- The major problem with the FDA, NIH and CDC approach and research agenda to date is that it has been entirely negative with regard to THR and e-cigarettes. They have considered only potential harms, but not the well-documented potential benefits of incorporating a THR component to current tobacco control programming. This would include e-cigarettes as a prominent, but not the only, harm-reduction modality. Once that is done, the federal agencies can then approach EC from the perspective of how best to maximize public health benefits while minimizing harms. Such benefits have not been considered to date by the federal advisors and decision makers, since there is no precedent for considering possible benefits of any non-pharmaceutical nicotine-delivery product and since such consideration would appear to conflict with their long-term goal of a “tobacco-free-society.” Ironically, available evidence strongly suggests that the most effective way to move us in the direction of an eventually tobacco-free society would be to encourage current smokers to switch to products like EC that are less addictive and easier to quit..
- Not only are ECs less harmful than cigarettes, they are also less addictive and easier to quit. Both the harm and addictiveness of a tobacco-related product are primarily based on whether they are absorbed through the mouth, trachea or pulmonary alveoli (the small air sacs in the lung where O2 and CO2 are exchanged). Risk and addictiveness are maximal for tobacco cigarettes, where toxic particulate material with nicotine attached are lodged in the alveoli, and remain there until fully absorbed by the body. ECs are intermediate in risk and addictiveness, since there is no solid particulate matter and the vapor is absorbed in the trachea and major bronchi. Here the tissue is less sensitive, and the trachea and bronchi are continually self-cleaning, so the residue of the vapor slowly but consistently are cleaned out from these sites. Smokeless whole-tobacco products are primarily absorbed through the oral mucosa, a tougher tissue that is continually bathed in saliva. (Please note that this explanation is both oversimplified and extrapolated from available literature and knowledge of oral and pulmonary physiology. Differences in addictiveness are well documented)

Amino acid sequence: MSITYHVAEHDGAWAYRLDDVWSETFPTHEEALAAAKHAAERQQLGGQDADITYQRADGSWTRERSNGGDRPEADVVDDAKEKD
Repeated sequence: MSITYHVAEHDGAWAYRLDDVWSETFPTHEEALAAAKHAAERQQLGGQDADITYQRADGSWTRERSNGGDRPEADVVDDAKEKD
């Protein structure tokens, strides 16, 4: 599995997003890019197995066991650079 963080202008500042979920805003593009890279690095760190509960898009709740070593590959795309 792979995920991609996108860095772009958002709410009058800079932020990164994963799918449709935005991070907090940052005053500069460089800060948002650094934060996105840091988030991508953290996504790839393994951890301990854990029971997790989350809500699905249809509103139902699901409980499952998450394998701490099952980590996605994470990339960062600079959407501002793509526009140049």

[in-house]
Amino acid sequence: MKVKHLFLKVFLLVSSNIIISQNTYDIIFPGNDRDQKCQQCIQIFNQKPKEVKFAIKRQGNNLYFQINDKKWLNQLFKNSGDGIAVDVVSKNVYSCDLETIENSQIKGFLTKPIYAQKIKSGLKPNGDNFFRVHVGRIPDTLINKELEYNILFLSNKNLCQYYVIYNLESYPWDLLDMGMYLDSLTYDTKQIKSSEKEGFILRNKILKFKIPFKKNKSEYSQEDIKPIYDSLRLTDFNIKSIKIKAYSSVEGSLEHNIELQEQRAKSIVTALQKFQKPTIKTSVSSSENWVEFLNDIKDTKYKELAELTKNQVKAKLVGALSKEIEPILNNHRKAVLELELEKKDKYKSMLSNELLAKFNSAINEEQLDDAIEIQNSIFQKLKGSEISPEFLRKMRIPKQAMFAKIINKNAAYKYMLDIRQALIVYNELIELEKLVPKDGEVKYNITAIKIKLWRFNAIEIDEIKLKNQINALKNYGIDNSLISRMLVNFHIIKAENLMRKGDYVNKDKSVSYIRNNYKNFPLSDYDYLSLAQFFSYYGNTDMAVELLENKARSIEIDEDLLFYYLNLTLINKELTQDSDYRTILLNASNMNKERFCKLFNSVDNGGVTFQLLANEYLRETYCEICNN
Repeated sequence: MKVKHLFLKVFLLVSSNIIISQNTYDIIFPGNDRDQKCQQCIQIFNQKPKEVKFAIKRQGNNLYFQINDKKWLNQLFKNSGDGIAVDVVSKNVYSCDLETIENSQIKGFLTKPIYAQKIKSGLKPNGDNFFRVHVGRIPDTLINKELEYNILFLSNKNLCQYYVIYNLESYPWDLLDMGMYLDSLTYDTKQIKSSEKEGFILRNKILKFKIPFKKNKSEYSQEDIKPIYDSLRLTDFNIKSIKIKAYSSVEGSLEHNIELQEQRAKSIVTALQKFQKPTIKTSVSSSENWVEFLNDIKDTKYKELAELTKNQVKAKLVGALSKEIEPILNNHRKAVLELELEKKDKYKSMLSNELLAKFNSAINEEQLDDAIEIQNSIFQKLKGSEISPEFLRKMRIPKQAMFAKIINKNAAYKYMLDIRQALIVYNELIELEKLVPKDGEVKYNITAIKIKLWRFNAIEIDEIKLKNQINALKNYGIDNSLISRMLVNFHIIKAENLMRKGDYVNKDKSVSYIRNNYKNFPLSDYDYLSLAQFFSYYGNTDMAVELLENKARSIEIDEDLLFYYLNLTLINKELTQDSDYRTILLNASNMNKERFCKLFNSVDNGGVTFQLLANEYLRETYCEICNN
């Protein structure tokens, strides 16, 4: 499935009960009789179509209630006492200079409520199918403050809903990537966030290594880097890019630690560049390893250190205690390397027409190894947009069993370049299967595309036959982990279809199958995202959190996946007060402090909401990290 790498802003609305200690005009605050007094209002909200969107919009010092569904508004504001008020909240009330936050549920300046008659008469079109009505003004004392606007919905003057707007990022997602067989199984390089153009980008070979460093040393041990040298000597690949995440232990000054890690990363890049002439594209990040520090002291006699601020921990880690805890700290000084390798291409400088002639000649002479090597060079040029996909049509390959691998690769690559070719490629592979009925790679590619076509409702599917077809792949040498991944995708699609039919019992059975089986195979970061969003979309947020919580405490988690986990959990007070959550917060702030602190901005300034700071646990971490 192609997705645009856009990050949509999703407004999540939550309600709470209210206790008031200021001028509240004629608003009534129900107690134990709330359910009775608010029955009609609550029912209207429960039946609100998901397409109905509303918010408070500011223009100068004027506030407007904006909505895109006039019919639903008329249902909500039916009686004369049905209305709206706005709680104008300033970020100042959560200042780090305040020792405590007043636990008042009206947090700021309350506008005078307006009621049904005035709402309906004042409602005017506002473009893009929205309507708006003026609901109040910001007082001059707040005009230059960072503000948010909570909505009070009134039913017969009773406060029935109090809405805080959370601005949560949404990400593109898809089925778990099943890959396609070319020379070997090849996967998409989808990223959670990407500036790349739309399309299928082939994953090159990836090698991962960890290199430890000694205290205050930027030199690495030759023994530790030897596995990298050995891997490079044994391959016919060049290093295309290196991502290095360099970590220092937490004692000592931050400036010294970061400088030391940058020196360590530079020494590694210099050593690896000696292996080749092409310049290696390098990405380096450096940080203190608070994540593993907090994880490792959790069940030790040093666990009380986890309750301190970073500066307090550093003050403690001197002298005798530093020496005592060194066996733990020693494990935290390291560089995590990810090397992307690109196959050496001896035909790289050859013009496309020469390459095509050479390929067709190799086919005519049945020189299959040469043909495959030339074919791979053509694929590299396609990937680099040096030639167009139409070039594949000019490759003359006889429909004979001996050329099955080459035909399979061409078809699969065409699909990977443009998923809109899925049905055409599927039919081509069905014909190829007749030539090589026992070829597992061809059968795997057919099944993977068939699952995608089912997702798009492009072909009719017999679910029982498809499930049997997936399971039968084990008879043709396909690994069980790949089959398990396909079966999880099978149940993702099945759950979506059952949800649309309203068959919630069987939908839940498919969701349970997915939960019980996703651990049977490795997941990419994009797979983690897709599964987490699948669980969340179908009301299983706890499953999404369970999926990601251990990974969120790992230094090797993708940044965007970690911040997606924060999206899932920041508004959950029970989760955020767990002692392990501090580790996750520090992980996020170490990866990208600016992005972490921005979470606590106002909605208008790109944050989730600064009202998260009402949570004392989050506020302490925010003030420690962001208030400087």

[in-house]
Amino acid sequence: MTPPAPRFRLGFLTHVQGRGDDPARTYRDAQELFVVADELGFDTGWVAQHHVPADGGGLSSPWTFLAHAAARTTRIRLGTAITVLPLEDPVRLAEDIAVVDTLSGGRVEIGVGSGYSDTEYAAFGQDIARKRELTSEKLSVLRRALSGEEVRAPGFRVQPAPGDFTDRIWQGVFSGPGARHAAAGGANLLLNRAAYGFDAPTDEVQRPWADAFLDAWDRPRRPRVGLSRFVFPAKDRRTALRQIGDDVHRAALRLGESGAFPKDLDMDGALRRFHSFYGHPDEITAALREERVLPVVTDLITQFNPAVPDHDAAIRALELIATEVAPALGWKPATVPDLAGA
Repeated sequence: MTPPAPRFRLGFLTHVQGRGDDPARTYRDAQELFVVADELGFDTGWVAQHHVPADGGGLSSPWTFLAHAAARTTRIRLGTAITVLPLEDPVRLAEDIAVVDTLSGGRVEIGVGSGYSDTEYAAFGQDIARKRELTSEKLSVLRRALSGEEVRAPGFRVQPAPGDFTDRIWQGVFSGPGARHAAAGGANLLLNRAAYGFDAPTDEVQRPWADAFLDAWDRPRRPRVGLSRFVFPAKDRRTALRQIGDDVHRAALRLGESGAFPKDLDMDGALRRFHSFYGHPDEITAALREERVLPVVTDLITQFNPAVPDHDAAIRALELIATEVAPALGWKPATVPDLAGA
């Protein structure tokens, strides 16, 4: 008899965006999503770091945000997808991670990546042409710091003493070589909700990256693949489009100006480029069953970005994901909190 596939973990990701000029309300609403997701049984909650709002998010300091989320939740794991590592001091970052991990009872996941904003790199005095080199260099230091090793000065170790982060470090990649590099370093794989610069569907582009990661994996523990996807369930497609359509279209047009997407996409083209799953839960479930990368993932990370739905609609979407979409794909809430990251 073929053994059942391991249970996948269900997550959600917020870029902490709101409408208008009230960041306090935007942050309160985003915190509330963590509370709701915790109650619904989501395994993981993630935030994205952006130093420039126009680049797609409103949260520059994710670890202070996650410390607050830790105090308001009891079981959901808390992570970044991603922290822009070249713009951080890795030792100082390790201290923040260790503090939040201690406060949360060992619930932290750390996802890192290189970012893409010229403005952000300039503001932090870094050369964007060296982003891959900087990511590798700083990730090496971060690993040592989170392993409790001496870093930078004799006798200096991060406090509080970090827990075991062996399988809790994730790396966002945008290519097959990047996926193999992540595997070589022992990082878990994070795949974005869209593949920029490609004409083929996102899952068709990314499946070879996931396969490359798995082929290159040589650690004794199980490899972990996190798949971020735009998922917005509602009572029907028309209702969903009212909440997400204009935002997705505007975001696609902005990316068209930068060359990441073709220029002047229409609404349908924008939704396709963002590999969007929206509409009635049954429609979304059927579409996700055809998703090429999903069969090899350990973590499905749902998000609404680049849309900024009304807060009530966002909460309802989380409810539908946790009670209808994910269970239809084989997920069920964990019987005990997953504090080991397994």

- If THR is to have maximal public health benefits, with minimal adverse consequences, it needs to be done on a partnership basis with manufacturers, vendors, vapors and other EC advocates working hand in hand with public-health authorities. Given the entirely negative attitude toward EC by current public health authorities, development of such partnership will depend on the generation of convincing research, development of policy recommendations, plus advocacy on behalf of ECs, primarily with and through influential academics and federal and state legislators.